"[H]ollywood is a pretty accurate reflection of the way most of the world is looking. And the fact that they can have actors who are openly gay... is not something you should thank or congratulate Hollywood for. You thank and congratulate the culture that Hollywood recognizes, accepts, things like that.... Hollywood is the thermometer that is thrust up the anus of the world's sensibility."
Actor, activst and filmmaker Stephen Fry who just premiered his latest documentary series, "Out There," on BBC Two.
Fry's newest traveling investigation concentrates on the lives of gay people around the world. While it begins and ends at the homes of Elton John and Neil Patrick Harris, there is quite a lot of socio-political territory covered in between.
Fry confronts a couple of religious political figures in Uganda, and also visits with some gay people facing persecution in that country. He skewers the alleged Christian leaders for their outlandish claims of gay penises falling off, women suffering infections from carrots, and the popular claim that gay adults recruit children.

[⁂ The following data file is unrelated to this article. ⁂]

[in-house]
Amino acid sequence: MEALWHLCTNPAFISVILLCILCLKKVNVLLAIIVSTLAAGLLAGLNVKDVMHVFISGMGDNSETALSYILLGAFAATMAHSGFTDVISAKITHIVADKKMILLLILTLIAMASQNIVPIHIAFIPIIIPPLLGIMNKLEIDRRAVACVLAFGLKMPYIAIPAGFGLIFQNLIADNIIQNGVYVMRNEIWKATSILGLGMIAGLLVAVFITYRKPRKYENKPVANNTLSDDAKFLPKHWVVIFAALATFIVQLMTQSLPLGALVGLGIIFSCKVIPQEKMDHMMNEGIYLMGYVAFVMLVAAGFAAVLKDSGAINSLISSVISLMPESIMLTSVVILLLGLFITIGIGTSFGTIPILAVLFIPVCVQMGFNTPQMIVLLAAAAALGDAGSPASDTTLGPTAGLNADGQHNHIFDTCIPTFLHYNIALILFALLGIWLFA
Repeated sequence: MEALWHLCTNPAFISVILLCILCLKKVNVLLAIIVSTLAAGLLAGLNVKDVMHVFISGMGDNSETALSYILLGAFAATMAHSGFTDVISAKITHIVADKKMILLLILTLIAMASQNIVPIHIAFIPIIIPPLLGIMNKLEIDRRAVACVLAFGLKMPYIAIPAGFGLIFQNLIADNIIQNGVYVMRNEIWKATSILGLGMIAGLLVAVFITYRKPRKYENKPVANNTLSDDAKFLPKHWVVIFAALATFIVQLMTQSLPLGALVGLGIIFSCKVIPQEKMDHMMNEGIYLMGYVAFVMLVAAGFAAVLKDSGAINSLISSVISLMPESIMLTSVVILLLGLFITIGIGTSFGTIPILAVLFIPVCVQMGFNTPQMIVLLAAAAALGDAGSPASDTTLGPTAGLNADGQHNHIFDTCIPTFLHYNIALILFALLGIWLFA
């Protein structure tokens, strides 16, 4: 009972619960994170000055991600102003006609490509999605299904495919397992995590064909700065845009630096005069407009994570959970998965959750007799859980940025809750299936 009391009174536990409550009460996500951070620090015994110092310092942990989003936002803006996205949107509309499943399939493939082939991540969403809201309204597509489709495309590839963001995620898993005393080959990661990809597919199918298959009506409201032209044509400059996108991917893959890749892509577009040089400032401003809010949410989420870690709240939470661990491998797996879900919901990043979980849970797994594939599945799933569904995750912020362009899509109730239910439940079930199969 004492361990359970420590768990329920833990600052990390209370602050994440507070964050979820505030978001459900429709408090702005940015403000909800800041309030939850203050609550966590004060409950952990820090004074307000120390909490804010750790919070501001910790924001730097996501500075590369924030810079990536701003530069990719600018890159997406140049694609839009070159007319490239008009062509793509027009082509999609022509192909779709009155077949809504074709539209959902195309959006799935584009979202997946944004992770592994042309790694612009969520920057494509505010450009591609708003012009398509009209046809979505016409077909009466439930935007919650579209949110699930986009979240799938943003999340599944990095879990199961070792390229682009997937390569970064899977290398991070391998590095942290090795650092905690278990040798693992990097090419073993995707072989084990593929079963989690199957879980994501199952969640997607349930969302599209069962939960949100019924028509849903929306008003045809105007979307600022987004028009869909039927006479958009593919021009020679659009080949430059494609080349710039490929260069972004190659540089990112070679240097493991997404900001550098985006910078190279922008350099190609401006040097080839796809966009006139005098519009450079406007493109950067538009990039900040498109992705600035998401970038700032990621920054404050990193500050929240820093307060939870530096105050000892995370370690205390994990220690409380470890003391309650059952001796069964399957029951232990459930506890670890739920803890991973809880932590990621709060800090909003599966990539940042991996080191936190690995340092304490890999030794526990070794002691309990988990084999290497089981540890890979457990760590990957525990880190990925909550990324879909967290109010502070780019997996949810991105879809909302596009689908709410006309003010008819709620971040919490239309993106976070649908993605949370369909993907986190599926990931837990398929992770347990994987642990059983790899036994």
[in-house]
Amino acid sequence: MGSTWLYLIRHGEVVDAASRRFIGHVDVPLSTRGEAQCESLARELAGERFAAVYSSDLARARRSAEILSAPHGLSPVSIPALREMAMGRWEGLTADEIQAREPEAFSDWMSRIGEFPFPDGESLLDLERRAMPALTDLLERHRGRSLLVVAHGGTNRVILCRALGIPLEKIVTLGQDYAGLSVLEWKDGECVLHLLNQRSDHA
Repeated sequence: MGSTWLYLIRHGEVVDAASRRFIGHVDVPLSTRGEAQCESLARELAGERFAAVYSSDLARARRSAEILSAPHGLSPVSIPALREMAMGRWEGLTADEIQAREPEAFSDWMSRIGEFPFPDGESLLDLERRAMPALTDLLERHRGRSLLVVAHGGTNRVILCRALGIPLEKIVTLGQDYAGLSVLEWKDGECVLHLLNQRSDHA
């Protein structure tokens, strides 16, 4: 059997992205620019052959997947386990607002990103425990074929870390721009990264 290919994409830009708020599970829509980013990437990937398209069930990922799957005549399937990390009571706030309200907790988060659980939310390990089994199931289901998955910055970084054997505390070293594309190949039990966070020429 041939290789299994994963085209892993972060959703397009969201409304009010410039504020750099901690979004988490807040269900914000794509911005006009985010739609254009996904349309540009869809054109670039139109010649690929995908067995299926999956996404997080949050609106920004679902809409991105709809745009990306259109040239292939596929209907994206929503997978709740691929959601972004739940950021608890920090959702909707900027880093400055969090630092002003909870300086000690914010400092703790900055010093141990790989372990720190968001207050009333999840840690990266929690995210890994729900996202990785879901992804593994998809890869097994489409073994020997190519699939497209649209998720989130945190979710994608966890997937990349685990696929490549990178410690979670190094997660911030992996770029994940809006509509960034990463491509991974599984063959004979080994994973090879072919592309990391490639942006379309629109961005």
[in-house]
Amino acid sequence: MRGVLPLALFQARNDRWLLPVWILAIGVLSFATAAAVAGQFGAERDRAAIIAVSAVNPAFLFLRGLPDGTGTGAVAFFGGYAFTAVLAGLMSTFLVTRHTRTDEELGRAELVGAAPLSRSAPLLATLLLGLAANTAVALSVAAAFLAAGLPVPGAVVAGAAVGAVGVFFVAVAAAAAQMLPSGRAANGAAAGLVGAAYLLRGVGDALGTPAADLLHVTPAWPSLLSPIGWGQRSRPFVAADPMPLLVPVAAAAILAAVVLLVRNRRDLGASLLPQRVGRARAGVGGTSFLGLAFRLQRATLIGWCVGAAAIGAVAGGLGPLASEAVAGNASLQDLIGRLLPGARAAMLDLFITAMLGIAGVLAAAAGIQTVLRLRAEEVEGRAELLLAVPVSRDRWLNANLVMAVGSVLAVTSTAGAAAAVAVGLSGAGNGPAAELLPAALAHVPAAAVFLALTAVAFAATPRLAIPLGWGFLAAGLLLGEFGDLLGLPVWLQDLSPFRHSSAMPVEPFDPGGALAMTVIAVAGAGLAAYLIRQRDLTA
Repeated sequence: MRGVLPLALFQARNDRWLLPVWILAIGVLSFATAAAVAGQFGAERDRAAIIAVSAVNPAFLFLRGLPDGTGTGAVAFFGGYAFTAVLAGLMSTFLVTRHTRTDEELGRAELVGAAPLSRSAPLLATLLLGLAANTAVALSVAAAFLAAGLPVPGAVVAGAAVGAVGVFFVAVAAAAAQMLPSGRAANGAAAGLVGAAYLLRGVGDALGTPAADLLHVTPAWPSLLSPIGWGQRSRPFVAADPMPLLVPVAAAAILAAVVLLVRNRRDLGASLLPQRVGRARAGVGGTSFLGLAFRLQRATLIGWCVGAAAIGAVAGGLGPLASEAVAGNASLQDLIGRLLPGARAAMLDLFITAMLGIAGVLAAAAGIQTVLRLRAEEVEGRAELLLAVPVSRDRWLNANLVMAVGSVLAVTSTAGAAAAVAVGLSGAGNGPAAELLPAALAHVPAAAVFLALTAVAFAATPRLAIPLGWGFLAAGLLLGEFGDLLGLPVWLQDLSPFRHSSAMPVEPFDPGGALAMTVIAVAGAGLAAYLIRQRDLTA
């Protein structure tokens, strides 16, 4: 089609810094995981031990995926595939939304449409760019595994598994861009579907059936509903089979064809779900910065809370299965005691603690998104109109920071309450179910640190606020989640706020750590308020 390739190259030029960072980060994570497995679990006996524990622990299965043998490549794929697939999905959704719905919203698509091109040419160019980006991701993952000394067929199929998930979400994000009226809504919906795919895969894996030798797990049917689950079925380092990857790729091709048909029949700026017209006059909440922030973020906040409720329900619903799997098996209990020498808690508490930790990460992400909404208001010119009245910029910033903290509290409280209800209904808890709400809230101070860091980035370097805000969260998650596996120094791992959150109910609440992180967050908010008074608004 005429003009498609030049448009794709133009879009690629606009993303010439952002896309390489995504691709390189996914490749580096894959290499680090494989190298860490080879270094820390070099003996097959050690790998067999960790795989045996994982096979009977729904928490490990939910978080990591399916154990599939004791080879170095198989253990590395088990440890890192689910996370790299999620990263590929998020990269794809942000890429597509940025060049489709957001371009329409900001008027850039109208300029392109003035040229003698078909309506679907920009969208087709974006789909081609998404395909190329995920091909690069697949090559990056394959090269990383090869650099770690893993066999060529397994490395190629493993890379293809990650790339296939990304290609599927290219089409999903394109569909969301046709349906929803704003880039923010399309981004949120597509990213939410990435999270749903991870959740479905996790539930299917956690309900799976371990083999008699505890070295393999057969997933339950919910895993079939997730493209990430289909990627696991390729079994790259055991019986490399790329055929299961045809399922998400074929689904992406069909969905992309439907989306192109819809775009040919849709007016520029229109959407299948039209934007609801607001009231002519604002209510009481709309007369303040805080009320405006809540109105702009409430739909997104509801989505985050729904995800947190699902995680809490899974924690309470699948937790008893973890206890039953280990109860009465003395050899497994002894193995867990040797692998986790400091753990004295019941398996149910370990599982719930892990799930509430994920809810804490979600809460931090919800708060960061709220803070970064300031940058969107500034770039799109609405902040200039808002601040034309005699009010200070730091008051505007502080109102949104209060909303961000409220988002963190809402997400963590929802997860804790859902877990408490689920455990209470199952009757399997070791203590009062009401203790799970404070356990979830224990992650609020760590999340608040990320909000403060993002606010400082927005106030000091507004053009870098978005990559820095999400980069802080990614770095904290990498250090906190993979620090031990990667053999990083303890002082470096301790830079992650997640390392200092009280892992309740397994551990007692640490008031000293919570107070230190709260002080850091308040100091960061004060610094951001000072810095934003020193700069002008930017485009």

In a clip widely seen on Tuesday, Fry also visits the Los Angeles office of Joseph Nicolosi, the founder of NARTH, to examine his beliefs that gays can be converted to heterosexual orientations. By his own skewed estimation, Nicolosi claimed only a third of his patients had been "cured." Fry also spoke with a gay man who suffered through 1-1/2 years of "ex-gay" mental exercises that proved to be wholly ineffective.
For his own part, Fry has lived a rather public life -- not only coming out as gay, but also as an atheist and as someone who suffers from terrible bouts of suicidal cyclothymia. In this episode of "Out There," Fry continues raising eyebrows with his personal beliefs and leanings. He said he had "no sympathy" for a gay person telling a teenager that they must accept that they are gay any more than someone saying the opposite. And, during a heated argument with one ridiculous preacher, he responded:
"Why are you obsessed with anuses? I'm interested in men I fall in love with. Not with anuses.... I've never had it.... Most gays don't.... All you can think of is anal sex."
The second half of "Out There" airs on BBC Two on Wednesday night. In it, Fry visits Brazil, India. and Russia (where he likens Vladimir Putin to Dobby, the House Elf).